12 Figure 4-3 Cycling Network Chapter 4 The Campus at the City Scale 49

13 4.4 Housing Currently, a lack of appropriate housing in adjacent neighbourhoods has caused stress on nearby communities and wear and tear on much of the historic housing stock. The University supports the preservation and restoration of stable residential neighbourhoods and promotes housing that is of the appropriate form and in the appropriate location. While the University guarantees residence housing to first-year students, capacity constraints and potential growth necessitate an expanded, multi-faceted approach to housing, working in partnership with the City and local developers. Appropriate types of housing for students, staff and faculty come in different forms, and these different types belong in different areas. Figure 4-4 indicates different places on and near the campuses that are considered appropriate for different types of housing. Campus Residences: These are multi-unit buildings owned and maintained by the University. They will be focused to areas with an existing concentration of residence buildings and University-owned lands bordering residential communities. On West Campus, opportunities for market housing to be constructed in conjunction with new residences should be considered as a revenue tool to leverage capital costs of new residences. The prioritization of new residences will be driven by strategic enrolment planning on a case-bycase basis. Main Street Revitalization: This refers to store-top, mid-rise apartments located along Princess Street. Consistent with the Williamsville Main Street Study, this portion of Princess Street is considered an appropriate location for market or privately-partnered rental units. Campuses elsewhere have begun to recognize nearby Main Streets as appropriate environments for students. The physical and economic presence of a student population contributes to lively streets and shops, away from neighbourhoods consisting of single family homes. Neighbourhood Infill: Neighbourhood infill, in the form of low-rise buildings complementary to surrounding housing character, is appropriate in the areas between Main Campus and Princess Street. Housing here should be designed as mixed housing that is attractive to students and others. Complementary design will be realized through compatible heights, design detail or the possible retention of historically significant buildings. The University may explore opportunities with private partners to develop this type of housing. 50 Queen s University Campus Master Plan Part 1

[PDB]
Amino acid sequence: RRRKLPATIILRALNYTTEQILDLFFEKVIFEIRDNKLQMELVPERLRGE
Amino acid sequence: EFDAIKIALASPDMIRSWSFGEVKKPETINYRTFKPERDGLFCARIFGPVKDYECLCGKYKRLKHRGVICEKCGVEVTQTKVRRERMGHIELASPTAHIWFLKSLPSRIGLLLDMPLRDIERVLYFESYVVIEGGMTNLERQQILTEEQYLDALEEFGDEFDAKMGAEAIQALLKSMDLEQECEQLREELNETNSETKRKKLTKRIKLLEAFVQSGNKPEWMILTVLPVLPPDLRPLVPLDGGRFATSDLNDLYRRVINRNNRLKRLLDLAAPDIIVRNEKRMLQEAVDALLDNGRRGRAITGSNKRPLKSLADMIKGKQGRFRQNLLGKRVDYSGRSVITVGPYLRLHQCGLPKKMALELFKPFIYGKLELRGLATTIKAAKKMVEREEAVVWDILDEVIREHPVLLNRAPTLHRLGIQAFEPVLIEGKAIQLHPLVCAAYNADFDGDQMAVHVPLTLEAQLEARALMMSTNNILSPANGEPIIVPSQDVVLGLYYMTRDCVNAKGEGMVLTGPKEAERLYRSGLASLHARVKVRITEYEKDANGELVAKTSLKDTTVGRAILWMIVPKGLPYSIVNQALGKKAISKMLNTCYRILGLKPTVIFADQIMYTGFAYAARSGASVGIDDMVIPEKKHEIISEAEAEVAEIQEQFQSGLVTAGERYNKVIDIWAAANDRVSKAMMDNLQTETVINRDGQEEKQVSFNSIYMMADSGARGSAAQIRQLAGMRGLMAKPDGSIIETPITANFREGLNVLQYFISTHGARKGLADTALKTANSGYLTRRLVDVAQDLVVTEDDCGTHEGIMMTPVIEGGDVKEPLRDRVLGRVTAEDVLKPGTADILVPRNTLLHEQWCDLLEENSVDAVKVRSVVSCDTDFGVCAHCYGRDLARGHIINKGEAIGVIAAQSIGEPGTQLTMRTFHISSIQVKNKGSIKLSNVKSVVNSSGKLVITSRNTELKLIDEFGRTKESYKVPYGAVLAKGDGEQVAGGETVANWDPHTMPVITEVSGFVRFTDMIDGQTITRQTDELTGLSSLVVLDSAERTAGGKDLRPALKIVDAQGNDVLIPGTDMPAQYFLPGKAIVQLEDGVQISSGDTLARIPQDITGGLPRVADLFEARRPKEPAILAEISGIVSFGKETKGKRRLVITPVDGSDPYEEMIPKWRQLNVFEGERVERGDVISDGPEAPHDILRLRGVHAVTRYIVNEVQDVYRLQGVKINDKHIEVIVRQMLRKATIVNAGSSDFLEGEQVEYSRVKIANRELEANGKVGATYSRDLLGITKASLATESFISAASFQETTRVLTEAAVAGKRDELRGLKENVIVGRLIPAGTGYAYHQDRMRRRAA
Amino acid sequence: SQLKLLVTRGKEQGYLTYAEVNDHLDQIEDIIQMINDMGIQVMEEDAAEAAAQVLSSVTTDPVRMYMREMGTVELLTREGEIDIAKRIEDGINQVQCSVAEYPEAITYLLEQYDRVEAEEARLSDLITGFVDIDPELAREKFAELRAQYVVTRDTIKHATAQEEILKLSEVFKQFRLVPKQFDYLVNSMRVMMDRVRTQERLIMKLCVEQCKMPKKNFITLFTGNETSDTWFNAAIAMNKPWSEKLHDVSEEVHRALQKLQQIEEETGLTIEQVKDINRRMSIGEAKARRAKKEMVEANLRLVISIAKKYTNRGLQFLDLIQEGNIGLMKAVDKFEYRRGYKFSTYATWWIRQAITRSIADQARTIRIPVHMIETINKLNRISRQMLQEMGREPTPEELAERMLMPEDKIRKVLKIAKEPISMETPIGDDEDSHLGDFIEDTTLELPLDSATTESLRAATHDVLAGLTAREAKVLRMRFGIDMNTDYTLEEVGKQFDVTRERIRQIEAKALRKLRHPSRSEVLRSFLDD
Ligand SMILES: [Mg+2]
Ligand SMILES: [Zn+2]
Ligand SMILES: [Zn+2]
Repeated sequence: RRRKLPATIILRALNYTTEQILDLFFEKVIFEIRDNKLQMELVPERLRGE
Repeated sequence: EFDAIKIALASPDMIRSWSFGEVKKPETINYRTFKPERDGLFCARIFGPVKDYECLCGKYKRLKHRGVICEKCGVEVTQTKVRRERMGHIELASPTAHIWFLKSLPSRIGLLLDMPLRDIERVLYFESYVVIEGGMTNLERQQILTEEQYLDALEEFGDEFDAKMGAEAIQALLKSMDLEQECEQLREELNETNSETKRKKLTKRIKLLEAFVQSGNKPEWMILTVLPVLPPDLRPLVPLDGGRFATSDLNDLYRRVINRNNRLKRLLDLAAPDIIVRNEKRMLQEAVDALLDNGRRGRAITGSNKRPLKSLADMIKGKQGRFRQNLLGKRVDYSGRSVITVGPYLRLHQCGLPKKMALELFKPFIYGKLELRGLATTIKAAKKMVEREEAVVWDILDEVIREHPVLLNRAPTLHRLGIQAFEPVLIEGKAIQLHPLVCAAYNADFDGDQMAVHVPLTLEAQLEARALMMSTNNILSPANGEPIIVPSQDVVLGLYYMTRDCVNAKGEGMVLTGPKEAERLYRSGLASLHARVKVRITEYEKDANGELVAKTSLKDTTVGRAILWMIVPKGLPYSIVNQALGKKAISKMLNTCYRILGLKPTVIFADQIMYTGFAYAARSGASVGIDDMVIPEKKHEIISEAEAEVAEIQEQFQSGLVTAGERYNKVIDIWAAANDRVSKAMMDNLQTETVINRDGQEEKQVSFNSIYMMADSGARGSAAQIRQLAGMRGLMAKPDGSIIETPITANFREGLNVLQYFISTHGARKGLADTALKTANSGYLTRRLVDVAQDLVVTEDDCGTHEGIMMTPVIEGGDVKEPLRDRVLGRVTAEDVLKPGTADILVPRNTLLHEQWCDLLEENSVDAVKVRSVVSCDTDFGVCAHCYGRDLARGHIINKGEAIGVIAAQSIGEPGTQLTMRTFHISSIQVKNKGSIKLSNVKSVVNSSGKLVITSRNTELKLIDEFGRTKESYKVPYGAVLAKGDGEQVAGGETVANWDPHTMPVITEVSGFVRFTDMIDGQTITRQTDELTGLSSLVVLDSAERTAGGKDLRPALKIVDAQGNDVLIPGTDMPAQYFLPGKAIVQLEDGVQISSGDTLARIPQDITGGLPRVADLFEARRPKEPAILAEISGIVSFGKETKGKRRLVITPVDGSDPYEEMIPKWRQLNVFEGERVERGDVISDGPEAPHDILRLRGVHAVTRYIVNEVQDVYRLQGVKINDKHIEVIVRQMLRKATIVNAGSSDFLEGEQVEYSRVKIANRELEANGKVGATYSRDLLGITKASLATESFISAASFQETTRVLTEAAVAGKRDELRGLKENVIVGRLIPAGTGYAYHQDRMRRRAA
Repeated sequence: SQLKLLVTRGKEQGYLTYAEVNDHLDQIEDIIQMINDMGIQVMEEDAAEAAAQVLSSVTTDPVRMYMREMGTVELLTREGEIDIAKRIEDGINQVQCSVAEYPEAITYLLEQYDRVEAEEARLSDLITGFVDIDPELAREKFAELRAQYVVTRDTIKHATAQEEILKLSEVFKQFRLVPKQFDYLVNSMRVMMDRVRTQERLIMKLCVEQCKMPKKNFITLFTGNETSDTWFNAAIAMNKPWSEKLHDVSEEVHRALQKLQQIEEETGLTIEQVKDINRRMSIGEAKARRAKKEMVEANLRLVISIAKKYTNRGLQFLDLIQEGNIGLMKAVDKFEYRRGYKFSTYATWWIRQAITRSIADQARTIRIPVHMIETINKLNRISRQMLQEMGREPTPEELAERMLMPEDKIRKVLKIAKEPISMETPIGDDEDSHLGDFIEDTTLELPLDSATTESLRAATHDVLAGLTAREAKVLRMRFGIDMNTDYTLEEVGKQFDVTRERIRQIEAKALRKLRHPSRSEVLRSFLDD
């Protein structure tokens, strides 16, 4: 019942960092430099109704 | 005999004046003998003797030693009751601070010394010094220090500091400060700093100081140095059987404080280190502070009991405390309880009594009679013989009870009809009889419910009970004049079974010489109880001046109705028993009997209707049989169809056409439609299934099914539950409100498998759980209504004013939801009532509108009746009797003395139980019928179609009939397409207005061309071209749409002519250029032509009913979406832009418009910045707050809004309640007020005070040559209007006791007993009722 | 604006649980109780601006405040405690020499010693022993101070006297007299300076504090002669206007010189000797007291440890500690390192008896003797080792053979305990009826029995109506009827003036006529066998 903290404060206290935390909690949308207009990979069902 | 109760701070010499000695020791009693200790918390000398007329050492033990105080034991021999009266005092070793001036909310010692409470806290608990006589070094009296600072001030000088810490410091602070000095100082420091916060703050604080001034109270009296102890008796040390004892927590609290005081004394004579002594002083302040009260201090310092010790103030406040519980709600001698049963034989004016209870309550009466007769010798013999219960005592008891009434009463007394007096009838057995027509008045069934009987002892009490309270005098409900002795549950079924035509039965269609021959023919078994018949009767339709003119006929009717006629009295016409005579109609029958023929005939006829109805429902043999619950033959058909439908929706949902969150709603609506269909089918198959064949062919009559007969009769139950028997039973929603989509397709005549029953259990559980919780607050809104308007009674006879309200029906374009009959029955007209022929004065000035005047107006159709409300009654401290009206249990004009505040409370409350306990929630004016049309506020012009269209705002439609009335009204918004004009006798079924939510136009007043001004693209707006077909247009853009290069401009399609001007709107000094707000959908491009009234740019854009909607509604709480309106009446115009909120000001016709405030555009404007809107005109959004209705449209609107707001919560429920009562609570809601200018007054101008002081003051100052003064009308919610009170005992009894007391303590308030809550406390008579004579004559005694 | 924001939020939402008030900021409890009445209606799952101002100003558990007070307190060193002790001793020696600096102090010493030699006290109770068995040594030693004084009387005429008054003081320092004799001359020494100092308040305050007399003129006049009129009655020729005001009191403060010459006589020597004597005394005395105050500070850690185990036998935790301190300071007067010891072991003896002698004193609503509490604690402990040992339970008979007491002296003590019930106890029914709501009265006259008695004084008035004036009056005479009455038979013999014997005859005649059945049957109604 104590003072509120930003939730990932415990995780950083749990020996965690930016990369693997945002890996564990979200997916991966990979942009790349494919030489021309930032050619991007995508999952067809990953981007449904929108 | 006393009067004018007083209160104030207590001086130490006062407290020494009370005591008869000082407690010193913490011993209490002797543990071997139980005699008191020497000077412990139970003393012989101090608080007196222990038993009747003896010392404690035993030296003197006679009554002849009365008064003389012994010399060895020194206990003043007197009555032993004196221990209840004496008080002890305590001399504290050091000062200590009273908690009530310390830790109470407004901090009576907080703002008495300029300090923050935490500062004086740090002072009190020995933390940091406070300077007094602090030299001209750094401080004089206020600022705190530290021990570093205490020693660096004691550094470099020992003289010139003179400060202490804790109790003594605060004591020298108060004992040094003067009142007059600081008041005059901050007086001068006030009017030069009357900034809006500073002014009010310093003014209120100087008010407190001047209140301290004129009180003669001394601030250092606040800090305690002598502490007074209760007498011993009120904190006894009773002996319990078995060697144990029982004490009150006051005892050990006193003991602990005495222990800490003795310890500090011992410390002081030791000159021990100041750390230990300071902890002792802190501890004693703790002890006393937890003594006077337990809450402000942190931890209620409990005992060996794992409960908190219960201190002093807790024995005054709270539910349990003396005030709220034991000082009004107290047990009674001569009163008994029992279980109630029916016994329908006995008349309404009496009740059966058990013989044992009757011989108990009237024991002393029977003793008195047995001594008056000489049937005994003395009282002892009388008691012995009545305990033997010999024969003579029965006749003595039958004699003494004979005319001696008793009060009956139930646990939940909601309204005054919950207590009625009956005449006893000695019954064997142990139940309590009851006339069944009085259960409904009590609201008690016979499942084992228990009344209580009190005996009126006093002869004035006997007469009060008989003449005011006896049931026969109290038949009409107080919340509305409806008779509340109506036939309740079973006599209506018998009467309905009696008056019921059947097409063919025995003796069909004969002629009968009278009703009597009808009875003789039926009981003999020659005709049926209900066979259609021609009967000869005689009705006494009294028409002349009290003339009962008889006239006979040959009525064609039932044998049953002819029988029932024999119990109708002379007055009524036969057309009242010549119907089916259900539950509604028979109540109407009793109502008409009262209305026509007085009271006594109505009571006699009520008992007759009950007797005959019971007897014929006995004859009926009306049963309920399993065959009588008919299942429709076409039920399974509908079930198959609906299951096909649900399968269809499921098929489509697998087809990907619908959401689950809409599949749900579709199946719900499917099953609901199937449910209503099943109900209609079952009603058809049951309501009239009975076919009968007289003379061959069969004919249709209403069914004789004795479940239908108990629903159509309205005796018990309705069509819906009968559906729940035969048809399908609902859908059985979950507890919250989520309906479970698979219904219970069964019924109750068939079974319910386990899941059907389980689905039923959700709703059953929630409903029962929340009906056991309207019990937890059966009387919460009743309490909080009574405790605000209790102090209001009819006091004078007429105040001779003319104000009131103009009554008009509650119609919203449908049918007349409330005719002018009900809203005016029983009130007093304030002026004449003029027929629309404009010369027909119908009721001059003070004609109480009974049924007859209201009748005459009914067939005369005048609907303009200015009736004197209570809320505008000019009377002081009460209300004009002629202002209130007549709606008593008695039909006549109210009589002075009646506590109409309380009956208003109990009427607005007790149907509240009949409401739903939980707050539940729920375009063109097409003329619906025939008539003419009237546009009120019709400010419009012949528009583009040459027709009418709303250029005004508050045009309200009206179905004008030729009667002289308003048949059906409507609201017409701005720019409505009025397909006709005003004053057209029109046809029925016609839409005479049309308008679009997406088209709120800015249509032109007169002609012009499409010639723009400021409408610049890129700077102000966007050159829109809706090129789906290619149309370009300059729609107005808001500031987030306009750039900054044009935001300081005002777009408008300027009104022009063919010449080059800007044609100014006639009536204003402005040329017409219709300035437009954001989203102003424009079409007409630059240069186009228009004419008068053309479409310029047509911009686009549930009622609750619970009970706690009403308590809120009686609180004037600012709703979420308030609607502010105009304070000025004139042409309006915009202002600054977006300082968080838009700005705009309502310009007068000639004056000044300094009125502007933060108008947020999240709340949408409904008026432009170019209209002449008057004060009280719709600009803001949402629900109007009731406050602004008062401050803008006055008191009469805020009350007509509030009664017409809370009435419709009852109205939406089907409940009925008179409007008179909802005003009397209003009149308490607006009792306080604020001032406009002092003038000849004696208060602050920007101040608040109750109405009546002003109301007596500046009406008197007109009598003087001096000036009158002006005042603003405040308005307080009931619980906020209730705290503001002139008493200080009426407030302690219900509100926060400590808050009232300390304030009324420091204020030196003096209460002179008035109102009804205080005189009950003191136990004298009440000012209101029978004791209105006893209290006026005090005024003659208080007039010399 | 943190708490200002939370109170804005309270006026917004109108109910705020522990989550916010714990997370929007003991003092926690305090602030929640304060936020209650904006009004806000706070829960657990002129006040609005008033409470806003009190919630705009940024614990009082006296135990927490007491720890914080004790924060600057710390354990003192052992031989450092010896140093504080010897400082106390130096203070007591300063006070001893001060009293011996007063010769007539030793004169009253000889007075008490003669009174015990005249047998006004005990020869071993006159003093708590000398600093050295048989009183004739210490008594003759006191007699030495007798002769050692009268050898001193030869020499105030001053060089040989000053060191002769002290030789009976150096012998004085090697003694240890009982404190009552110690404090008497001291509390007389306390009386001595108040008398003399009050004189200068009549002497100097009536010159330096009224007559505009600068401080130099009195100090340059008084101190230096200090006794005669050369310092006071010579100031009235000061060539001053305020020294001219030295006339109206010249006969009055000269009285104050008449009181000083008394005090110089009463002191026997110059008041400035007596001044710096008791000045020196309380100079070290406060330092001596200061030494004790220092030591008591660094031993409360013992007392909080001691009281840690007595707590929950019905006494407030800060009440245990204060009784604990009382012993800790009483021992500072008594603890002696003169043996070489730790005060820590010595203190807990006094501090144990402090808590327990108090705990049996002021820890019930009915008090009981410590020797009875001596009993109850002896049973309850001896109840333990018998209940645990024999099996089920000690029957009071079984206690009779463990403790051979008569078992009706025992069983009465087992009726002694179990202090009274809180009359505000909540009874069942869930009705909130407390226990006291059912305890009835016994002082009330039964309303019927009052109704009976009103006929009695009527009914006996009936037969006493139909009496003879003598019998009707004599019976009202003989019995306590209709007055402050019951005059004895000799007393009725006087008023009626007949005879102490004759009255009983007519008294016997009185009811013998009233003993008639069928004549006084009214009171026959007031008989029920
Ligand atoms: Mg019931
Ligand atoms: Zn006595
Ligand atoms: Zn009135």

14 4.4.1 Recommendations 1. Prepare a comprehensive housing strategy outlining policy regarding student residences and a plan to guide and support decision making and prioritization for both the short and long term provision for housing for students. The strategy should comply with the principles described in this subsection. 2. Continue to engage with the City of Kingston, Near-Campus Neighbourhoods Advisory Committee, and other stakeholders to realize opportunities for meeting mutual University and city-building goals. 3. Explore opportunities for non-residences housing on West Campus. These should be located near the southern edge of campus with access to City streets. University/ Private Partnership Figure 4-4 Campus Housing Chapter 4 The Campus at the City Scale 51

15 4.5 City Streets In addition to carrying people and traffic, streets are places and destinations in themselves. They are the gateways to the campus and one of the key components of the campus experience. Most streets on Queen s Campus are owned and maintained by the City C B of Kingston. To ensure the design of streets evolve in a manner that is consistent with the University s movement and placemaking objectives, Queen s must work closely with City staff to ensure future streetscape improvements satisfy common design objectives. This section contains cross-sections for the four main streets that border and run through both campuses, as well as descriptions as to how they ought to evolve. The strategies illustrated and described in this section reflect the objectives of Queen s. While they have been developed in consultation with City of Kingston staff, they have not been officially endorsed by the City. F D E A All required travel movement can be accommodated within the existing pavement area, meeting City standards for bicycle and vehicle travel lanes. Sir John A. Macdonald Boulevard 52 Queen s University Campus Master Plan Part 1

16 University Avenue Cross-section A University Avenue at Ellis Hall / Ontario Hall 1.5m ±3m ±3m 1.5m ± 9.0m travel lanes University Avenue will continue its role as Queen s ceremonial avenue, most closely associated with the image of Queen s. Building on recent improvements, small-scale design enhancements, described in more detail on page 92, seek to create an environment that reduces traffic speed, improves the public realm, and allows for safer crossings and cycling movement. Cycling lanes, at the minimum City standard of 1.5 metres, are illustrated, though wider lanes of 2.0 metres should also be explored. Design treatments such as planters and new public seating will be located on either side of sidewalks to buffer pedestrians from traffic, and create places to rest, meet with friends, and read. The introduction of traffic tables at key crossings will prioritize the pedestrian. Figure 4-5 Proposed University Avenue Design Chapter 4 The Campus at the City Scale 53